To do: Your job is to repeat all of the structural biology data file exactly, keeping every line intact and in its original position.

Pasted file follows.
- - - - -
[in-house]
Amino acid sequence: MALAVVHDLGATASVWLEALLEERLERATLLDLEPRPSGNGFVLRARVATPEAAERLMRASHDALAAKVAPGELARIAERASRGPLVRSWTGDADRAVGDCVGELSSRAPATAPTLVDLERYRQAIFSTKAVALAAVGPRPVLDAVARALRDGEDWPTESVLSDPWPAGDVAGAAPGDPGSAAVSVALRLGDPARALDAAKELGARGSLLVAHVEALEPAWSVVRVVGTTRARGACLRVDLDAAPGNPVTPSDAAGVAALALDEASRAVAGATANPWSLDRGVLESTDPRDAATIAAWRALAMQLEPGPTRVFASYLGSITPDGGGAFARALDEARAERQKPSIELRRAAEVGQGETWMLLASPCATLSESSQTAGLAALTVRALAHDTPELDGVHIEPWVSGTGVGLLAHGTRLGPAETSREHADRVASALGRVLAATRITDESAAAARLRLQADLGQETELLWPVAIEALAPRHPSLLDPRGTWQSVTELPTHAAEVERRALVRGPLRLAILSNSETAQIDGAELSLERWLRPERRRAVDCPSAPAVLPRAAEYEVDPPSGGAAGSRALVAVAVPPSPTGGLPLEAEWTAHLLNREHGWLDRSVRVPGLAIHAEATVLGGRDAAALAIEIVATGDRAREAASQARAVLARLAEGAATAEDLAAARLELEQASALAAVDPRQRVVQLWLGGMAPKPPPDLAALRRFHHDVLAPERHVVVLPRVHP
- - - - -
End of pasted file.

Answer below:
[in-house]
Amino acid sequence: MALAVVHDLGATASVWLEALLEERLERATLLDLEPRPSGNGFVLRARVATPEAAERLMRASHDALAAKVAPGELARIAERASRGPLVRSWTGDADRAVGDCVGELSSRAPATAPTLVDLERYRQAIFSTKAVALAAVGPRPVLDAVARALRDGEDWPTESVLSDPWPAGDVAGAAPGDPGSAAVSVALRLGDPARALDAAKELGARGSLLVAHVEALEPAWSVVRVVGTTRARGACLRVDLDAAPGNPVTPSDAAGVAALALDEASRAVAGATANPWSLDRGVLESTDPRDAATIAAWRALAMQLEPGPTRVFASYLGSITPDGGGAFARALDEARAERQKPSIELRRAAEVGQGETWMLLASPCATLSESSQTAGLAALTVRALAHDTPELDGVHIEPWVSGTGVGLLAHGTRLGPAETSREHADRVASALGRVLAATRITDESAAAARLRLQADLGQETELLWPVAIEALAPRHPSLLDPRGTWQSVTELPTHAAEVERRALVRGPLRLAILSNSETAQIDGAELSLERWLRPERRRAVDCPSAPAVLPRAAEYEVDPPSGGAAGSRALVAVAVPPSPTGGLPLEAEWTAHLLNREHGWLDRSVRVPGLAIHAEATVLGGRDAAALAIEIVATGDRAREAASQARAVLARLAEGAATAEDLAAARLELEQASALAAVDPRQRVVQLWLGGMAPKPPPDLAALRRFHHDVLAPERHVVVLPRVHP